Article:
Classic Fountain Pens - The Pelikan 100
by Peter Twydle
There aren't many fountain pens that can truly be defined
as 'Classics'. The Parker 51 is certainly one, and we have laid out the reasons
for this, and extolled its virtues elsewhere on this site. It certainly
revolutionised pen design and set the trend for its many imitators in the years
But we must remember that the 51 was a product of the
1940's and there had been revolutions in pen design prior to that period. One
such pen was certainly a revolution, particularly in its filling system, so much
so that the system, with few modifications, is still produced today. The pen in
question is the Pelikan 100.
It is often thought that the differential piston filling
system was first used by the Montblanc company. This isn't so. But... we get
ahead of ourselves. Let us go back to the beginning and see how it all started.
The Pelikan story begins in 1832 when a certain Carl Hornemann
opened a small workshop for the manufacture of artists' paints and
accessories near Steinhude Lake in Germany, and in 1838 brought out his first printed price list.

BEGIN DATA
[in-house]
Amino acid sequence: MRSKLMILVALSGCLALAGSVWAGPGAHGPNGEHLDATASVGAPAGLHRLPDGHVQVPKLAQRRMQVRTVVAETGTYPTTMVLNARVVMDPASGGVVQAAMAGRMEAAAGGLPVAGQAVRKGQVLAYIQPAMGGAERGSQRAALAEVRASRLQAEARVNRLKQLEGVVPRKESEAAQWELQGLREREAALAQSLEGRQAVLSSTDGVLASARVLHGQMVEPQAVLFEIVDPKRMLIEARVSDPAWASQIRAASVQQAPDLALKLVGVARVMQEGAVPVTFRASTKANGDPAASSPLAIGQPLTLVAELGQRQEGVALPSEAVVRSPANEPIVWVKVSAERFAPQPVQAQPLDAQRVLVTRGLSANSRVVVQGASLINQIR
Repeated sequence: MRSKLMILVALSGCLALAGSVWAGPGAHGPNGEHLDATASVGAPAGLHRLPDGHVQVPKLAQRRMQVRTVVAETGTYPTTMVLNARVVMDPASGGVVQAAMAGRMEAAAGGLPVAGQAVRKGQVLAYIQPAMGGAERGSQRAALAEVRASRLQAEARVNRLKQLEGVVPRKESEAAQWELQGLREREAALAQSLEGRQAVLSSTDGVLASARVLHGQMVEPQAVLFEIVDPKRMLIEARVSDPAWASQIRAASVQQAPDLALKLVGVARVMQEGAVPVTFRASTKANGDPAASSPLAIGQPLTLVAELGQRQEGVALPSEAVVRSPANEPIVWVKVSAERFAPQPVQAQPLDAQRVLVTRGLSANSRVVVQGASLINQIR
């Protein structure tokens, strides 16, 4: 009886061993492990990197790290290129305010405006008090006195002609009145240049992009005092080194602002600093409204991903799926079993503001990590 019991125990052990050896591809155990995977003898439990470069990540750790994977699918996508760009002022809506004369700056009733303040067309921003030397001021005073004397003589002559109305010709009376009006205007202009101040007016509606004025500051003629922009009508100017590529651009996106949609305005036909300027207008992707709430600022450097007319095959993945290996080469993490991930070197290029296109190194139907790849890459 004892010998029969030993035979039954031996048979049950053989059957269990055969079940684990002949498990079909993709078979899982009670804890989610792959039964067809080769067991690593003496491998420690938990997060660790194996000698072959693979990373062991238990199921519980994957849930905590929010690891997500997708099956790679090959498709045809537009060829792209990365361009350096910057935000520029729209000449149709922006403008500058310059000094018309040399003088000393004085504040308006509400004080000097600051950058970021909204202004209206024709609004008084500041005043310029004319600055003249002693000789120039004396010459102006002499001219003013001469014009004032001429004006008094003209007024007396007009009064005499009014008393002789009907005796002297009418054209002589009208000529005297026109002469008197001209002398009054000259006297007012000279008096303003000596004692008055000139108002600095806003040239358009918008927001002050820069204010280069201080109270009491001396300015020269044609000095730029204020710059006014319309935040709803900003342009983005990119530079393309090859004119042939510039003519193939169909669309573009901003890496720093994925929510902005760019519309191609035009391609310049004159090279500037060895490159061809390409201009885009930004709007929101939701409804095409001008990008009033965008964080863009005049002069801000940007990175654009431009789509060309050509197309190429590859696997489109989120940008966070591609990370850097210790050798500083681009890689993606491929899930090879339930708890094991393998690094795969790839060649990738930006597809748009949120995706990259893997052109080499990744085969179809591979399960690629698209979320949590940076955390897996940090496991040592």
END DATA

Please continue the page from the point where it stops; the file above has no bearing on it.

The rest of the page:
The 28th April of that year is
considered as being the date of the foundation of the company.
In 1863 a chemist called GŁnther Wagner started as factory manager. He
later acquired the firm and gave it his own name. In 1878 he became one of the first manufacturers to use a
trade-mark as a guarantee of the quality of his products. He chose the pelican, taken
from his family coat-of-arms, which became one of the first ever registered trade-marks.
The trademark word 'Pelikan' is the German spelling of 'pelican'.
The Pelikan emblem shows a pelican on its nest with its young. It symbolises family bonds
and reliability. All Pelikan products that bear this emblem are therefore designed to be of help
to people in dealing with their daily tasks. The illustrations below show how the Pelikan
emblem has changed over the years, the fourth one being the current version.
By the turn of the century, Pelikan paints and inks
were known all over the world and the factory employed more than 3000 people.
The range of Pelikan inks was amazing. Not only did the
company produce writing inks for everyday use, but also special inks for
bookkeeping (indelible), Hotel ink (washable), duplicating ink, note ink
(watertight), perfumed ink (for ladies), gold and silver ink, plus many others.
At their peak 172 different types, colours and bottles were available.
All these inks and no fountain pen? That had to change,
and in 1925 the decision was made to develop a fountain pen.
It was determined from the outset that any fountain pen